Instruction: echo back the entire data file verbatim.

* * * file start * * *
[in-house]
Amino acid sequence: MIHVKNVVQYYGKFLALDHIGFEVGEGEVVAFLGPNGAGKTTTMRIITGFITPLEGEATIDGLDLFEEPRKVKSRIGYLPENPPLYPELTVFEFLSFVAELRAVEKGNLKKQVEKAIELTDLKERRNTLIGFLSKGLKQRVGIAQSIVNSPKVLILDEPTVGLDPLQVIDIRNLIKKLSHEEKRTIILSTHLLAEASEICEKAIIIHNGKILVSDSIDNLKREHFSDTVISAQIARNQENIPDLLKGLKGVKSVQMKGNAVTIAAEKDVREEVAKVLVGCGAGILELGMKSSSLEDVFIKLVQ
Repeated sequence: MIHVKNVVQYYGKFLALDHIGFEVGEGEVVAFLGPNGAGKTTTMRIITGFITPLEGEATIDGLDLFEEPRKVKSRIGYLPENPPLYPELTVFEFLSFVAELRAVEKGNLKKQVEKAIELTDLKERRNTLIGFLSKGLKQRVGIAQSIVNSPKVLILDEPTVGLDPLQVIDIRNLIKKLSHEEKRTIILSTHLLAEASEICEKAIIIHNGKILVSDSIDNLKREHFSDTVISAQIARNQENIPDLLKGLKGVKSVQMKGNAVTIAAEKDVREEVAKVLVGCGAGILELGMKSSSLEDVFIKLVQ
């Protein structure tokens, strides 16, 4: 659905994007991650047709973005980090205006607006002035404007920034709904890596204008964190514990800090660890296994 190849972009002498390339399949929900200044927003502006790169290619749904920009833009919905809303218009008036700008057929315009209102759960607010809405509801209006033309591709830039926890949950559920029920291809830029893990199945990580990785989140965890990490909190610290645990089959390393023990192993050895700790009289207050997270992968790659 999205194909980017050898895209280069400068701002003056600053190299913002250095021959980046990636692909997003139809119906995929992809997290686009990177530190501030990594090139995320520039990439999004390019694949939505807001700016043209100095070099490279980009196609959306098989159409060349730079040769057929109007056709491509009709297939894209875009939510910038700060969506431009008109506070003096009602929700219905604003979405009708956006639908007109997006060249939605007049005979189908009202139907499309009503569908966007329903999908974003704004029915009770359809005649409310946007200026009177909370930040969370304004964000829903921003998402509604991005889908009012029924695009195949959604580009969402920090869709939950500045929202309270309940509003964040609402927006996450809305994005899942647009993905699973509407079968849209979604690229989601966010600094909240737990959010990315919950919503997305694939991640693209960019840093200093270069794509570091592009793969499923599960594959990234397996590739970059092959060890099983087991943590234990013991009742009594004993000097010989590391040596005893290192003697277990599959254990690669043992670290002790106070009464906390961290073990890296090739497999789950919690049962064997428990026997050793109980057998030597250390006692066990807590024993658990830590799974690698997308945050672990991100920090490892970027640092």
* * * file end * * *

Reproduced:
[in-house]
Amino acid sequence: MIHVKNVVQYYGKFLALDHIGFEVGEGEVVAFLGPNGAGKTTTMRIITGFITPLEGEATIDGLDLFEEPRKVKSRIGYLPENPPLYPELTVFEFLSFVAELRAVEKGNLKKQVEKAIELTDLKERRNTLIGFLSKGLKQRVGIAQSIVNSPKVLILDEPTVGLDPLQVIDIRNLIKKLSHEEKRTIILSTHLLAEASEICEKAIIIHNGKILVSDSIDNLKREHFSDTVISAQIARNQENIPDLLKGLKGVKSVQMKGNAVTIAAEKDVREEVAKVLVGCGAGILELGMKSSSLEDVFIKLVQ
Repeated sequence: MIHVKNVVQYYGKFLALDHIGFEVGEGEVVAFLGPNGAGKTTTMRIITGFITPLEGEATIDGLDLFEEPRKVKSRIGYLPENPPLYPELTVFEFLSFVAELRAVEKGNLKKQVEKAIELTDLKERRNTLIGFLSKGLKQRVGIAQSIVNSPKVLILDEPTVGLDPLQVIDIRNLIKKLSHEEKRTIILSTHLLAEASEICEKAIIIHNGKILVSDSIDNLKREHFSDTVISAQIARNQENIPDLLKGLKGVKSVQMKGNAVTIAAEKDVREEVAKVLVGCGAGILELGMKSSSLEDVFIKLVQ
């Protein structure tokens, strides 16, 4: 659905994007991650047709973005980090205006607006002035404007920034709904890596204008964190514990800090660890296994 190849972009002498390339399949929900200044927003502006790169290619749904920009833009919905809303218009008036700008057929315009209102759960607010809405509801209006033309591709830039926890949950559920029920291809830029893990199945990580990785989140965890990490909190610290645990089959390393023990192993050895700790009289207050997270992968790659 999205194909980017050898895209280069400068701002003056600053190299913002250095021959980046990636692909997003139809119906995929992809997290686009990177530190501030990594090139995320520039990439999004390019694949939505807001700016043209100095070099490279980009196609959306098989159409060349730079040769057929109007056709491509009709297939894209875009939510910038700060969506431009008109506070003096009602929700219905604003979405009708956006639908007109997006060249939605007049005979189908009202139907499309009503569908966007329903999908974003704004029915009770359809005649409310946007200026009177909370930040969370304004964000829903921003998402509604991005889908009012029924695009195949959604580009969402920090869709939950500045929202309270309940509003964040609402927006996450809305994005899942647009993905699973509407079968849209979604690229989601966010600094909240737990959010990315919950919503997305694939991640693209960019840093200093270069794509570091592009793969499923599960594959990234397996590739970059092959060890099983087991943590234990013991009742009594004993000097010989590391040596005893290192003697277990599959254990690669043992670290002790106070009464906390961290073990890296090739497999789950919690049962064997428990026997050793109980057998030597250390006692066990807590024993658990830590799974690698997308945050672990991100920090490892970027640092």